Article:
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Do Frictions Matter in the Labor Market? Accessions, Separations and Minimum Wage Effects

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Author Info

  • Dube, Arindrajit

    ()
    (University of Massachusetts Amherst)

  • Lester, T. William

    ()
    (University of North Carolina, Chapel Hill)

  • Reich, Michael

    ()
    (University of California, Berkeley)

Abstract

We measure labor market frictions using a strategy that bridges design-based and structural approaches: estimating an equilibrium search model using reduced-form minimum wage elasticities identified from border discontinuities and fitted with Bayesian and LIML methods. We begin by providing the first test of U.S. minimum wage effects on labor market flows and find negative effects on employment flows, but not levels. Separations and accessions fall among restaurants and teens, especially those with low tenure. Our estimated parameters of a search model with wage posting and heterogeneous workers and firms imply that frictions help explain minimum wage effects.

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Bibliographic Info

Paper provided by Institute for the Study of Labor (IZA) in its series IZA Discussion Papers with number 5811.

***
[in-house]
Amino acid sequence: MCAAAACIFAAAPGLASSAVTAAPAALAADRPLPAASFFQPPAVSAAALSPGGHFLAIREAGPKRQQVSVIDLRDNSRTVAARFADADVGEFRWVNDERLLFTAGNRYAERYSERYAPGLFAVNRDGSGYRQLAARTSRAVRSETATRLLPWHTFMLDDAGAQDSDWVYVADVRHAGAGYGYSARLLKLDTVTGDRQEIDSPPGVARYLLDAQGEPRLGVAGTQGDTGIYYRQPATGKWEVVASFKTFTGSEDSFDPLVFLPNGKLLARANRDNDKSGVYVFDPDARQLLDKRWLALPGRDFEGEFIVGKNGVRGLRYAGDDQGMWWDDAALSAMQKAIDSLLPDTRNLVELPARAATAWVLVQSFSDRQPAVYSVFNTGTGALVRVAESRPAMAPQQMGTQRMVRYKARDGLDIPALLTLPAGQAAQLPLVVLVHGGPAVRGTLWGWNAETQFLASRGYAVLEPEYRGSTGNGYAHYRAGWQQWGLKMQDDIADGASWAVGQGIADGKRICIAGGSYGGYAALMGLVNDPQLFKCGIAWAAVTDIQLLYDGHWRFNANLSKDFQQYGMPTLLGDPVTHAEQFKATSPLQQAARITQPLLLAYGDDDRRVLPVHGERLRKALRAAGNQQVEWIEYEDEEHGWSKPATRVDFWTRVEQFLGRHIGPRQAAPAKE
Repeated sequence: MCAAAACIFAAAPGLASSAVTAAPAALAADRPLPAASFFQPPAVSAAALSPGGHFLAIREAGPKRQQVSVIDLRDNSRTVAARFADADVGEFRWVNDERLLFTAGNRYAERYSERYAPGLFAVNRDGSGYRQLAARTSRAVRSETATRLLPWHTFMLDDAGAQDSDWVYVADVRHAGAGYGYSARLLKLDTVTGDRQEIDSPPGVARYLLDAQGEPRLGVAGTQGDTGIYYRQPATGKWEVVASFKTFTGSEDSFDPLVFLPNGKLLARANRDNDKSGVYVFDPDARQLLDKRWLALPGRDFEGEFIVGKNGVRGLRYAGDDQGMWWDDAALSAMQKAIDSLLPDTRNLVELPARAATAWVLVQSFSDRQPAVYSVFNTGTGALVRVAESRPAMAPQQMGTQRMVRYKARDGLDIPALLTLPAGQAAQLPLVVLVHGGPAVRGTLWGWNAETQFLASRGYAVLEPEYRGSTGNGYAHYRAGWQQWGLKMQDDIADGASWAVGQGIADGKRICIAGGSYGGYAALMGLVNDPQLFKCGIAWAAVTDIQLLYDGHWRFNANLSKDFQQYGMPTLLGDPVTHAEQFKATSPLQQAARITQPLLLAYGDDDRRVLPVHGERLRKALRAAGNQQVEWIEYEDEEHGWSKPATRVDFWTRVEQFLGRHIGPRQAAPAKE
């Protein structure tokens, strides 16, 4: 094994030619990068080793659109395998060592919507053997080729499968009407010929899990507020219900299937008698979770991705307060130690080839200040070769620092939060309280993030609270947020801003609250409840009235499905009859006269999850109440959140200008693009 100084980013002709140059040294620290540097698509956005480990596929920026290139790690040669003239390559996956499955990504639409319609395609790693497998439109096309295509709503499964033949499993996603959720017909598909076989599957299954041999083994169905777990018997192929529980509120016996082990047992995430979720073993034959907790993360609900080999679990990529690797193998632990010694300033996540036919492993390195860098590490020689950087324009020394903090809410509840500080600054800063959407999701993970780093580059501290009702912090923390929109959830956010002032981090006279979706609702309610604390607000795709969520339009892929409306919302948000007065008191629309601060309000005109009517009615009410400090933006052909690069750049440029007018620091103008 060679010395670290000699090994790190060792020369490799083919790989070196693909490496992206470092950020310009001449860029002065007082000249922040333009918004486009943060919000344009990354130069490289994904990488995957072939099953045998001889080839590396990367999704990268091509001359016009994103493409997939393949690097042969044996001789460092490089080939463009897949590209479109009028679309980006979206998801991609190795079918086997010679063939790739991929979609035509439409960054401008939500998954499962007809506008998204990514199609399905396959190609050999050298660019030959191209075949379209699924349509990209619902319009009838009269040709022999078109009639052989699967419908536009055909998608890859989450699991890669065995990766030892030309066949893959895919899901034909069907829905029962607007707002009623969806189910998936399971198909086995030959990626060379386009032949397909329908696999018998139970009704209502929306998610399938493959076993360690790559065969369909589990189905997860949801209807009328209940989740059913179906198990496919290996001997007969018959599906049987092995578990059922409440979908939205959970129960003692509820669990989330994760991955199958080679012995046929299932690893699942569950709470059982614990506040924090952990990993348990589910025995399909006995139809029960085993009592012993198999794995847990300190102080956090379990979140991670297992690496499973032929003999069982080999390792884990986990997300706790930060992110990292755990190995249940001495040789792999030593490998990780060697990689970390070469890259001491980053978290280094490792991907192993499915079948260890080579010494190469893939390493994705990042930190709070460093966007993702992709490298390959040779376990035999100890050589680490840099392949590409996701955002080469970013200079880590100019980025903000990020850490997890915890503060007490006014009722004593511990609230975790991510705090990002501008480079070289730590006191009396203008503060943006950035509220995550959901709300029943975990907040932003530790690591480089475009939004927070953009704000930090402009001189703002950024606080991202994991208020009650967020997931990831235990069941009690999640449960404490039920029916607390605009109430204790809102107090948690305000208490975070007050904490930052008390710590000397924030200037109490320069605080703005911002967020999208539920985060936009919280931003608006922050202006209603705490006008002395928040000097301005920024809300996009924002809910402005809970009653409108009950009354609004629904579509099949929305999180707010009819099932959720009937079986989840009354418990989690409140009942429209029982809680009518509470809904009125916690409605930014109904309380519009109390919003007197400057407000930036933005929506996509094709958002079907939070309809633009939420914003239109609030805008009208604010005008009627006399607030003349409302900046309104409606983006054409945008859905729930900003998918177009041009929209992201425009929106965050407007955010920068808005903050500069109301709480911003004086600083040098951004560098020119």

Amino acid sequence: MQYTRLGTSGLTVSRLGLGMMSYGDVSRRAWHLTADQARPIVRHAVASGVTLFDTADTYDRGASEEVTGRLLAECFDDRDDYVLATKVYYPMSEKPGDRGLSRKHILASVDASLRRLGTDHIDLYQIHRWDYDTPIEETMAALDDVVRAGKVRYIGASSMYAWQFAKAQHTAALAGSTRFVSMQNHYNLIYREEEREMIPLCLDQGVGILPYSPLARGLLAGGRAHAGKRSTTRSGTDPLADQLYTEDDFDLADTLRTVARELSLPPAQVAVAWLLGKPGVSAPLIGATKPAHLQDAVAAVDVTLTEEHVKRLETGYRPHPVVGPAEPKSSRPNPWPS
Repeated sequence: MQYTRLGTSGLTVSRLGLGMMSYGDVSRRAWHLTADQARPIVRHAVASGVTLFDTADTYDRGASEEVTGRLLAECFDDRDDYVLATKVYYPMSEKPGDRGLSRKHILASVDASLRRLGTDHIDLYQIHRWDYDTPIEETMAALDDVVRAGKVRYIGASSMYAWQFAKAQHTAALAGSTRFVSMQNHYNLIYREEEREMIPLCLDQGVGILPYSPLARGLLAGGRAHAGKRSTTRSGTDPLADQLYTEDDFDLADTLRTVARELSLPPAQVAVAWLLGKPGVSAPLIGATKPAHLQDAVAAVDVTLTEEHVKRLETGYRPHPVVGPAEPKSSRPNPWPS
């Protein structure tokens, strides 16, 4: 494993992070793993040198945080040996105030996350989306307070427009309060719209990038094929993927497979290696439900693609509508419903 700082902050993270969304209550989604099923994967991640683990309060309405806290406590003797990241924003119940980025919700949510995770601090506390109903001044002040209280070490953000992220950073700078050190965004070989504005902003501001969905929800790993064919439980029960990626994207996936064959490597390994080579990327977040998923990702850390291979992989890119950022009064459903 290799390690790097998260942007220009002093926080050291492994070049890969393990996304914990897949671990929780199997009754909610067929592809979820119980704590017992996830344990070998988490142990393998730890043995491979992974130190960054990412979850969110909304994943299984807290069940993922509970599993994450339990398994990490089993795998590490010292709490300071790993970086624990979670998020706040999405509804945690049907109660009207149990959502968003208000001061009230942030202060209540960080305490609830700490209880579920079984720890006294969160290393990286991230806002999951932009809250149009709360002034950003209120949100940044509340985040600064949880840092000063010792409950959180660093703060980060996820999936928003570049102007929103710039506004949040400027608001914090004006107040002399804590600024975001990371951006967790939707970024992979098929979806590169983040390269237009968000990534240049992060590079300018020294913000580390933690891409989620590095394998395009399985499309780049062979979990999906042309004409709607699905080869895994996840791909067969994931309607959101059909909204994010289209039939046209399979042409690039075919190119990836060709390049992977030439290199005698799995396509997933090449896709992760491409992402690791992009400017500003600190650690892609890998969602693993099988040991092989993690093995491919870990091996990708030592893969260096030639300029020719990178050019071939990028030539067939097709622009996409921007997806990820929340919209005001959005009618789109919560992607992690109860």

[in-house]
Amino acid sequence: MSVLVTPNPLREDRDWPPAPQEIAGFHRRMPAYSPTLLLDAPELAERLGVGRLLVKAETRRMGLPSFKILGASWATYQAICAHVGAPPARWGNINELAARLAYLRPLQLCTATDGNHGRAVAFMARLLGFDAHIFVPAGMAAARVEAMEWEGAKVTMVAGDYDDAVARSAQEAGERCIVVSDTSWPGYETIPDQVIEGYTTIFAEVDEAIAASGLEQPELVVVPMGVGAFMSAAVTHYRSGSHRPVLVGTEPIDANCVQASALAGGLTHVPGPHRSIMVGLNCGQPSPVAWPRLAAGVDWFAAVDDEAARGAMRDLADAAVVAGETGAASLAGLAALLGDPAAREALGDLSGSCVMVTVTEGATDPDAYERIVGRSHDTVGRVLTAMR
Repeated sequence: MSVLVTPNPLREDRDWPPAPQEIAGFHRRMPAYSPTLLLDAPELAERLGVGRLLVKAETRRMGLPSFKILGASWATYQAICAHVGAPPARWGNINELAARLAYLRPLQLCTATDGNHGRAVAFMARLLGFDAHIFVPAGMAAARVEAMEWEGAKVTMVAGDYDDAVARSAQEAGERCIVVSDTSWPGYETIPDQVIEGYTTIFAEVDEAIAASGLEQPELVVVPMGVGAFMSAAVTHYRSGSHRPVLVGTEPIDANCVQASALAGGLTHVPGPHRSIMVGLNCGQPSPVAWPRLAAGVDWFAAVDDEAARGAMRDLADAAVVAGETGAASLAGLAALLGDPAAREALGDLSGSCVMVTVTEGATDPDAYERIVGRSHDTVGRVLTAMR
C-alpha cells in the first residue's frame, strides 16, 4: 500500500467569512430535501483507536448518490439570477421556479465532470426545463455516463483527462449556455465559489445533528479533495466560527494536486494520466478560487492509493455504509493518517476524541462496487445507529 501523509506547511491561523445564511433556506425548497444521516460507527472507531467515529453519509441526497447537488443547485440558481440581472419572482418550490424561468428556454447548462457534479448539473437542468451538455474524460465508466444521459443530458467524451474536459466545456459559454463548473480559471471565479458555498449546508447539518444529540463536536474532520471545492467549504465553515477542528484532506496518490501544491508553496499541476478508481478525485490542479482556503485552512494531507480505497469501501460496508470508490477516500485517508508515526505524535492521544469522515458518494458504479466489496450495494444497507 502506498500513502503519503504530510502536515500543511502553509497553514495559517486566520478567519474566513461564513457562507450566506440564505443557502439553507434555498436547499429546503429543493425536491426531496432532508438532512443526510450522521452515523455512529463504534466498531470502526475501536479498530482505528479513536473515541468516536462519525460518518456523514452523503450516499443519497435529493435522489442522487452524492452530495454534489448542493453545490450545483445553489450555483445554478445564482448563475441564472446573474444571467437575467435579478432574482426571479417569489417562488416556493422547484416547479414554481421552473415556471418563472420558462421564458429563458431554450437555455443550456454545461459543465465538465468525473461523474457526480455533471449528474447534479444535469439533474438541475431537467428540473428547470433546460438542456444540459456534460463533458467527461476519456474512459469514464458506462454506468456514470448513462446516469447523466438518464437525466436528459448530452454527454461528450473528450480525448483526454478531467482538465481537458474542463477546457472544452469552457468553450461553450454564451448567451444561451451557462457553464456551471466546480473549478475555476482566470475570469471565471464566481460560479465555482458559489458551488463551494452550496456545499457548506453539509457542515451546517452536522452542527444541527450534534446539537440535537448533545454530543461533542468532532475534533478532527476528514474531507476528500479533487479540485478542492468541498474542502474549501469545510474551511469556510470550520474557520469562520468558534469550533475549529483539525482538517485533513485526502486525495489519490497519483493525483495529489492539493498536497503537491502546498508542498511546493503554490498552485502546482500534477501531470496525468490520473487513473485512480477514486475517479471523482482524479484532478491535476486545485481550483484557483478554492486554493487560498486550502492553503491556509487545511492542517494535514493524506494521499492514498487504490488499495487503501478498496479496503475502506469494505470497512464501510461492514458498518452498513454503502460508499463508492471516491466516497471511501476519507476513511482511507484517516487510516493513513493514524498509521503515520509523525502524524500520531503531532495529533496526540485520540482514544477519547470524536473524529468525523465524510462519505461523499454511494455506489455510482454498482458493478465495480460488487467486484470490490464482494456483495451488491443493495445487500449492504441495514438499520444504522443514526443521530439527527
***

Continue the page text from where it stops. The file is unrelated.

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Length: 41 pages
Date of creation: Jun 2011
Date of revision:
Handle: RePEc:iza:izadps:dp5811

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Keywords: minimum wage; labor market flows; monopsony; Bayesian estimation;

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References

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Blog mentions

As found by EconAcademics.org, the blog aggregator for Economics research:
  1. Aumentare i salari minimi non provoca disoccupazione. Evidenze empiriche dagli Stati Uniti
    by keynesblog in Keynes Blog on 2012-06-25 08:36:33
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Cited by:
  1. Isaac Sorkin, . "Are There Long-Run Effects of the Minimum Wage?," Review of Economic Dynamics, Elsevier for the Society for Economic Dynamics.
  2. Depew, Briggs & Sorensen, Todd A., 2011. "Elasticity of Supply to the Firm and the Business Cycle," IZA Discussion Papers 5928, Institute for the Study of Labor (IZA).
  3. Ronald Bachmann & Marion König & Sandra Schaffner, 2012. "Lost in Transition? – Minimum Wage Effects on German Construction Workers," Ruhr Economic Papers 0358, Rheinisch-Westfälisches Institut für Wirtschaftsforschung, Ruhr-Universität Bochum, Universität Dortmund, Universität Duisburg-Essen.
  4. Till van Treeck, 2012. "Did inequality cause the U.S. financial crisis?," IMK Working Paper 91-2012, IMK at the Hans Boeckler Foundation, Macroeconomic Policy Institute.
  5. Fahn, Matthias, 2011. "Three Essays on Commitment and Information Problems," Munich Dissertations in Economics 13750, University of Munich, Department of Economics.

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